Ghana’s Domestic Debt Exchange Program (DDEP), a part of broader debt restructuring strategies, reached a crucial deadline Tuesday, Ghanaian Finance Minister Ken Ofori-Atta has said.
Ofori-Atta made the announcement in a live broadcast late Monday, saying the government would not extend the deadline beyond Tuesday.
The Ghanaian government embarked on the path last December to exchange existing domestic debts for fresh ones with lower annual coupon rates, starting from a zero percentage in 2023.
“The government’s singular motivation for taking this rather difficult road is to restore macroeconomic stability, achieve debt sustainability and get the economy fully back on track,” said Ofori-Atta.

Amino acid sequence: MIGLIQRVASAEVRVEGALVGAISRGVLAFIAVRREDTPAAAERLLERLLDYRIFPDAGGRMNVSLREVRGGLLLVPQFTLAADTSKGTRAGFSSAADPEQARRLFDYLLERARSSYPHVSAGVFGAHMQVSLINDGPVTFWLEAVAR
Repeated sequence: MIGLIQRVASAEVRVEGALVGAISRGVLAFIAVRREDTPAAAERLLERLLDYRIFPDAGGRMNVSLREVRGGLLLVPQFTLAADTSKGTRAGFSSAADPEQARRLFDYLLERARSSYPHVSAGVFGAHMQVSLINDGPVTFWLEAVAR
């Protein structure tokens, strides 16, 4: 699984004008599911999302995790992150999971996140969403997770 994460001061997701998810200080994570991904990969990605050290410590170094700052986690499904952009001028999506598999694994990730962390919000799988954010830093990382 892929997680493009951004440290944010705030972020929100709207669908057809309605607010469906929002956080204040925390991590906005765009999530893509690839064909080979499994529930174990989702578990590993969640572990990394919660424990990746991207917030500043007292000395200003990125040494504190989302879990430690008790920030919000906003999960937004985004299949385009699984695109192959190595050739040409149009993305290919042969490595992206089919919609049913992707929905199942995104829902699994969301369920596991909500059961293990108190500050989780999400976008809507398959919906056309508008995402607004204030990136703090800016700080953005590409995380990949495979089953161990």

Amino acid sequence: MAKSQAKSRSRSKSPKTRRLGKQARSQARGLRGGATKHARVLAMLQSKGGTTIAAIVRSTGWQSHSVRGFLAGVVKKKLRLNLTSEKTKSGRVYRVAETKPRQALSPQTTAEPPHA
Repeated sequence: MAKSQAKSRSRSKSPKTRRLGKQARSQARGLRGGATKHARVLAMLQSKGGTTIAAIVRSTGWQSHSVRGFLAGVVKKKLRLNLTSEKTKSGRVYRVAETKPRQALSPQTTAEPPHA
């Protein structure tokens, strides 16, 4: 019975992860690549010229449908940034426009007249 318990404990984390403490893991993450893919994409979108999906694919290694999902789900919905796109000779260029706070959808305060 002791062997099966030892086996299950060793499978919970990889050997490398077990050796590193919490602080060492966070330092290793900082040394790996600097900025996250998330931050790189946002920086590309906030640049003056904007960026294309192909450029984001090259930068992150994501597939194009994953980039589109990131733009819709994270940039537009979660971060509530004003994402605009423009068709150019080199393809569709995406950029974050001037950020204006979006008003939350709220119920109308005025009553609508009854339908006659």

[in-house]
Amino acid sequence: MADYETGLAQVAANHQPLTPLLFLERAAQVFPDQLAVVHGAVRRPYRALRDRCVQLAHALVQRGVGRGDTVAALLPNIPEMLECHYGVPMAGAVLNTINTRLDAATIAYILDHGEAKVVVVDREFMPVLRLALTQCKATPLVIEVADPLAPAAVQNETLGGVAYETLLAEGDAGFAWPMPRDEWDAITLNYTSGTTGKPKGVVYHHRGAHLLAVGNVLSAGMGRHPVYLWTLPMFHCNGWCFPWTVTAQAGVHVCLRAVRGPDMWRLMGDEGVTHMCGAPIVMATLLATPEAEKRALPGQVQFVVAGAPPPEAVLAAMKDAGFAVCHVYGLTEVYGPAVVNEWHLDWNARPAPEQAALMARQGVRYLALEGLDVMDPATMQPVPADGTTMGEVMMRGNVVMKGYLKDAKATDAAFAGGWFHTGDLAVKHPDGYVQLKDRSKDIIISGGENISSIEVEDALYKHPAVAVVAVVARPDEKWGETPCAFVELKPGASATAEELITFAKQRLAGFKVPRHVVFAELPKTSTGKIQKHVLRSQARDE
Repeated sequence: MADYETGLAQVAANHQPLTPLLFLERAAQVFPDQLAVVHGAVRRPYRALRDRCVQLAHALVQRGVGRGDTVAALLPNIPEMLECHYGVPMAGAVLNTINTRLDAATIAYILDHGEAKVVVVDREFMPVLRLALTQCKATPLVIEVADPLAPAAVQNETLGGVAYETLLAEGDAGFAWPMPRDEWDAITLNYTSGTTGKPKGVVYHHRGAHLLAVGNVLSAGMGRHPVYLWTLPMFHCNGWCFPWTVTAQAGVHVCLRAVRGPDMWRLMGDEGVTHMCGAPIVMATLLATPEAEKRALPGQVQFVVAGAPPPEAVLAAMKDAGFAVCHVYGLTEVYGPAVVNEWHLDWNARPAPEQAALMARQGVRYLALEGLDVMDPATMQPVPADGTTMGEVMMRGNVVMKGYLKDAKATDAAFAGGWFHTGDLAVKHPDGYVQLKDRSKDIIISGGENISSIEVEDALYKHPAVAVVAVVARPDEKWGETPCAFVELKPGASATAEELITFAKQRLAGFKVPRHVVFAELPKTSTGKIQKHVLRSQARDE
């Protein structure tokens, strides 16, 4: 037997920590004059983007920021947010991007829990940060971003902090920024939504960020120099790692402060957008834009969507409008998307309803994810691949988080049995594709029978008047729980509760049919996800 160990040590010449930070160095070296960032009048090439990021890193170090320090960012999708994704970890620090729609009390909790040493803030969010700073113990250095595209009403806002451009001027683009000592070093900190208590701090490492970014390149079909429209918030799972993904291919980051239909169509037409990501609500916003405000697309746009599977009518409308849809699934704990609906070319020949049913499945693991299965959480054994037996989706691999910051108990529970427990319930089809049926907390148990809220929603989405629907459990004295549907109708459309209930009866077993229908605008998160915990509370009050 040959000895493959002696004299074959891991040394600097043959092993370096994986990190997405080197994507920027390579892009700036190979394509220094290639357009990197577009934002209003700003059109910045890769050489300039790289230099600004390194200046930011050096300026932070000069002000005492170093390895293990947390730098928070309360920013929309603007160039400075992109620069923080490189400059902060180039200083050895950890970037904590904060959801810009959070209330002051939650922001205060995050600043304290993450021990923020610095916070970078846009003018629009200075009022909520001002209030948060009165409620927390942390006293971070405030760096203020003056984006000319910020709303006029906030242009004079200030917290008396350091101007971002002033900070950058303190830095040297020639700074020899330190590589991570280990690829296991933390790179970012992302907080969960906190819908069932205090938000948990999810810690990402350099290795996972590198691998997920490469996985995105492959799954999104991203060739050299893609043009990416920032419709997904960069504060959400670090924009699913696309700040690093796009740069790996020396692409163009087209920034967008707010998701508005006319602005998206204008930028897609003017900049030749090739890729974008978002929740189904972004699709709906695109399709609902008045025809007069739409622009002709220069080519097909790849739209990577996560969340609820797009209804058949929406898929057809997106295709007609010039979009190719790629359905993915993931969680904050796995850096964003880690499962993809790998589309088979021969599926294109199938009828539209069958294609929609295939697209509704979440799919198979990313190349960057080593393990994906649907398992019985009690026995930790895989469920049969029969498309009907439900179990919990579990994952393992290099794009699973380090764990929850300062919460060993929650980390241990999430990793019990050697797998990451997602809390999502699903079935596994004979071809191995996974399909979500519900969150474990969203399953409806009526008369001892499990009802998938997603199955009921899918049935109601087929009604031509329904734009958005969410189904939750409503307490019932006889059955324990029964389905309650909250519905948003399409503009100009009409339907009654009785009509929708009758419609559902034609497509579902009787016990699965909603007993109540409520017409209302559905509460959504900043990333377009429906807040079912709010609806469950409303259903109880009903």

He said the government had, in good faith, held extensive stakeholder engagements with all groups to reach a resolution “that ensures an orderly path out of our economic challenges, anchored by a sense of community and empathy.”
Ghana has been plagued by multiple economic hardships, including soaring inflation and persistent currency depreciation since the beginning of last year, prompting the government to seek support from the International Monetary Fund (IMF).
The government explained that the DDEP was part of a broader debt restructuring operation required for the IMF to grant a bailout package to Ghana to salvage the ailing economy.
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